NATO calls Russia its ‘most significant and direct threat’
NATO declared Russia the “most significant and direct threat” to its members’ peace and security, as the military alliance met Wednesday to confront what NATO’s chief called the biggest security crisis since World War II.
It also promised to “step up political and practical support” to Ukraine as it fights off Russia’s invasion.
But Ukrainian President Volodymyr Zelenskyy chided NATO for not embracing his embattled country more fully and asked for more weapons to defeat Moscow’s forces.
Russia’s invasion of its neighbor shattered Europe’s peace, drove NATO to pour troops and weapons into eastern Europe on a scale not seen since the Cold War, and was set to give the defense organization two new members in Sweden and Finland.
“President (Vladimir) Putin’s war against Ukraine has shattered peace in Europe and has created the greatest security crisis in Europe since the Second World War,” said Secretary-General Jens Stoltenberg.
The alliance promised to more support for Ukraine, which has already received billions in military and civilian aid from NATO countries. But Zelenskyy lamented that NATO’s open-door policy to new members did not appear to apply to his country.
“The open-door policy of NATO shouldn’t resemble the old turnstiles on Kyiv’s subway, which stay open but close when you approach them until you pay,” Zelenskyy said by video link to the leaders of the 30 NATO nations meeting in Madrid. “Hasn’t Ukraine paid enough?”
He asked for more modern artillery systems and other weapons and warned the leaders that they either had to provide Ukraine with the help it needed to defeat Russia or “face a delayed war between Russia and yourself.”
“The question is who’s next? Moldova? Or the Baltics? Or Poland? The answer is: all of them,” he said. “We are deterring Russia to prevent it from destroying us and from destroying you.”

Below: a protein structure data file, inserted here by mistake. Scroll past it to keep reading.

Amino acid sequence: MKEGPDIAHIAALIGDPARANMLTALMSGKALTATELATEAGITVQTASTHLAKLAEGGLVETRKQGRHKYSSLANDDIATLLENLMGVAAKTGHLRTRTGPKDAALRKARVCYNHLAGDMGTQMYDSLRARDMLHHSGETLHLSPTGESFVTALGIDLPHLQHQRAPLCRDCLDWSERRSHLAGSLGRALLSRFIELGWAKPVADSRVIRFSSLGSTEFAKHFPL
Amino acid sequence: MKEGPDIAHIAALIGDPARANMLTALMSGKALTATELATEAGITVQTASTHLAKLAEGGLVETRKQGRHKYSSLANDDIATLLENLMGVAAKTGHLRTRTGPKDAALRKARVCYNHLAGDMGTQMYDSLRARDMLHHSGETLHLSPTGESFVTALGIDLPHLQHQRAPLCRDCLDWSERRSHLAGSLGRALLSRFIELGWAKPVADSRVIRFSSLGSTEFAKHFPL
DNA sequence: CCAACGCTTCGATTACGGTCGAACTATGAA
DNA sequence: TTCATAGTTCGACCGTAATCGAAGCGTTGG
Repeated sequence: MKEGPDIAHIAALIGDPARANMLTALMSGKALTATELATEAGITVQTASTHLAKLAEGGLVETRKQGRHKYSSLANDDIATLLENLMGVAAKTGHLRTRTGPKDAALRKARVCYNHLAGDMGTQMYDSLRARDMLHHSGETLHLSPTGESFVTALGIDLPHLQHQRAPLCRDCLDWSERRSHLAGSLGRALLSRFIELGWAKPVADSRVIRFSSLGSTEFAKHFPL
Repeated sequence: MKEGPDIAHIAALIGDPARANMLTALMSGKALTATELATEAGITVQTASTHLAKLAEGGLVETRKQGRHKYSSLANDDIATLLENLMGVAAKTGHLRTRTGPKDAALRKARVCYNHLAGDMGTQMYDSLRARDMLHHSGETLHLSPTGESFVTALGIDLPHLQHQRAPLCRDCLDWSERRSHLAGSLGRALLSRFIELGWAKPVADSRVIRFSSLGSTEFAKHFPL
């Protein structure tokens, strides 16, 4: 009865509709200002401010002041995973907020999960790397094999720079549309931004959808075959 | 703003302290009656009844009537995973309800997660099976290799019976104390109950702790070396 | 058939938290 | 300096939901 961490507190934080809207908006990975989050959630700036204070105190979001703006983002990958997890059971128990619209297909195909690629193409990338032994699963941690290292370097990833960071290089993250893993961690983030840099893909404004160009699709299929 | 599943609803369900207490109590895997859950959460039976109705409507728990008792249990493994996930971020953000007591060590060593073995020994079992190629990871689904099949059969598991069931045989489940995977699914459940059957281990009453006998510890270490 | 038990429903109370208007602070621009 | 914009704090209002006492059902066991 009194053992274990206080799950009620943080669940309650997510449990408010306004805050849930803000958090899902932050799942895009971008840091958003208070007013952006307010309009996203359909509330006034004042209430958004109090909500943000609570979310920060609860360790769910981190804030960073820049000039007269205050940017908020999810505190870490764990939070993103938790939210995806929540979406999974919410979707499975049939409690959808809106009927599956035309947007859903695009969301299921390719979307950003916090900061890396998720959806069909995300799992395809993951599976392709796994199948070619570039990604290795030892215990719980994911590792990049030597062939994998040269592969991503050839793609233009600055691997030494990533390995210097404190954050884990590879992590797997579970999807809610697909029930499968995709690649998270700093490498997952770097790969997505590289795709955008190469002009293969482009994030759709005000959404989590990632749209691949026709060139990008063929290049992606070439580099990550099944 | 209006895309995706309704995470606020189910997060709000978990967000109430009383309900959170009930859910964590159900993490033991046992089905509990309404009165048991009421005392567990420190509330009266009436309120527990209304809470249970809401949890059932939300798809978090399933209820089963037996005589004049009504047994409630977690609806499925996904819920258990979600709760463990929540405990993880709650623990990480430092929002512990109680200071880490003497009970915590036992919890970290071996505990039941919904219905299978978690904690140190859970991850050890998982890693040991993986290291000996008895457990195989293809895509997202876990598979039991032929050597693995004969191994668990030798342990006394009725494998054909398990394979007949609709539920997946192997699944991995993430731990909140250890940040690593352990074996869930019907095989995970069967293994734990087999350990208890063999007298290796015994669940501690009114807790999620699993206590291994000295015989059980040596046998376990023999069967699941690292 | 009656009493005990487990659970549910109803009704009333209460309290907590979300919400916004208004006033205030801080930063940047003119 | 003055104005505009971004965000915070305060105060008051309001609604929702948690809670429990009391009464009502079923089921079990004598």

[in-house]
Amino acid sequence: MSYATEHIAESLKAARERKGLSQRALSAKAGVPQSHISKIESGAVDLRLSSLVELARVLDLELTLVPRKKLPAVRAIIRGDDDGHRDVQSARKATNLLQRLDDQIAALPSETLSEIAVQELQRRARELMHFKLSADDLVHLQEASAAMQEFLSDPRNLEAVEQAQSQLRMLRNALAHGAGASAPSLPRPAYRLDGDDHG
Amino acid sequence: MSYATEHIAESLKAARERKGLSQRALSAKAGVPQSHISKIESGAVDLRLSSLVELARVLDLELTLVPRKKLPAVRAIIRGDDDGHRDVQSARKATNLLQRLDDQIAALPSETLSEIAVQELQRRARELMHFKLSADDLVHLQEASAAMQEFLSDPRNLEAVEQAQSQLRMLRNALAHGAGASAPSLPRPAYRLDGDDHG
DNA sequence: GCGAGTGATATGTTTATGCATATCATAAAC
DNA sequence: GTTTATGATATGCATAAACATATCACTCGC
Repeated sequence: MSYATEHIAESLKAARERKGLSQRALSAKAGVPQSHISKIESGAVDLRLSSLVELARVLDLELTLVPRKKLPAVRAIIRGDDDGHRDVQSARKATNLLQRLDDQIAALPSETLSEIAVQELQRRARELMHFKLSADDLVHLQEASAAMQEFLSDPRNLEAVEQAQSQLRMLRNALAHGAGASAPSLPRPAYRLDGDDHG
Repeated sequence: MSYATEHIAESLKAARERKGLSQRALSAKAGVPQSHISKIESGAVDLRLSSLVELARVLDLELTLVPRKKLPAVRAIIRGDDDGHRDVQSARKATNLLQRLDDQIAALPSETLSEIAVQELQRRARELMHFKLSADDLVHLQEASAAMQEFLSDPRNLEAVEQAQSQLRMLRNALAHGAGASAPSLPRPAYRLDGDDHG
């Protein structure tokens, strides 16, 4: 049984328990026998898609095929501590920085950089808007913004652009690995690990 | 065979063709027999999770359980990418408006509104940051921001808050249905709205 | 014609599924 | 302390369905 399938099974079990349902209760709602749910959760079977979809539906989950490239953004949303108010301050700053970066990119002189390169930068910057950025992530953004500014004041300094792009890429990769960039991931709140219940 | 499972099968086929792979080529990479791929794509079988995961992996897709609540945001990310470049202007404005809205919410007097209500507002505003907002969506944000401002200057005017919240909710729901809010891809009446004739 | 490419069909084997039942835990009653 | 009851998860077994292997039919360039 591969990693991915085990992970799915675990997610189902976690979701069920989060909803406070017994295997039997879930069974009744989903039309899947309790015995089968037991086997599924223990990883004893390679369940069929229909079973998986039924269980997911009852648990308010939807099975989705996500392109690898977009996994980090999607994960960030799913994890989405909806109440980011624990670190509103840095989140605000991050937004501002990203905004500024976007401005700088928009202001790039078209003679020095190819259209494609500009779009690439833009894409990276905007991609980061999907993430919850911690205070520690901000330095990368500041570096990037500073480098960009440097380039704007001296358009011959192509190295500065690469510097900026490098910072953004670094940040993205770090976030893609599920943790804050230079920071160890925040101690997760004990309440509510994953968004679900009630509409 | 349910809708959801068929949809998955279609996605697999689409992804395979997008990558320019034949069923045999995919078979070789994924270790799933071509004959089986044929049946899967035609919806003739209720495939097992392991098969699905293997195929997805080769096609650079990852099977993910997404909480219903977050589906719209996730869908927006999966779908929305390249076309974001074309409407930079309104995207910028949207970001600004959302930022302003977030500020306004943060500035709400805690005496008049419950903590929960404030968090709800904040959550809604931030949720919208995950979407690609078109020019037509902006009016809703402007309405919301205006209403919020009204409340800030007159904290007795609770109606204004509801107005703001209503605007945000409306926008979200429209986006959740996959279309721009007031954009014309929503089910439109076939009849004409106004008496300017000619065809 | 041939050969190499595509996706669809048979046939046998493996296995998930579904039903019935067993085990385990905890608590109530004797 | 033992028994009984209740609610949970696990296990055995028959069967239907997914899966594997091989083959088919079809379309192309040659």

Zelenskyy has acknowledged that NATO membership is a distant prospect. The alliance is trying to strike a delicate balance, letting its member-nations arm Ukraine without sparking a direct confrontation between NATO and nuclear-armed Russia.
Under NATO treaties, an attack on any member would be considered an attack on all and trigger a military response by the entire alliance.
U.S. President Joe Biden, whose country provides the bulk of NATO’s military power, vowed the Madrid summit would send “an unmistakable message … that NATO is strong and united.”
“We’re stepping up. We’re proving that NATO is more needed now than it ever has been,” said Biden. He announced a hefty boost in America’s military presence in Europe, including a permanent U.S. base in Poland, two more Navy destroyers based in Rota, Spain, and two more F35 squadrons to the U.K.
Still, strains among NATO allies have also emerged as the cost of energy and other essential goods has skyrocketed, partly because of the the war and tough Western sanctions on Russia. There also are tensions over how the war will end and what, if any, concessions Ukraine should make to stop the fighting.
Money could also be a sensitive issue — just nine of NATO’s 30 members currently meet the organization’s target of spending 2% of gross domestic product on defense.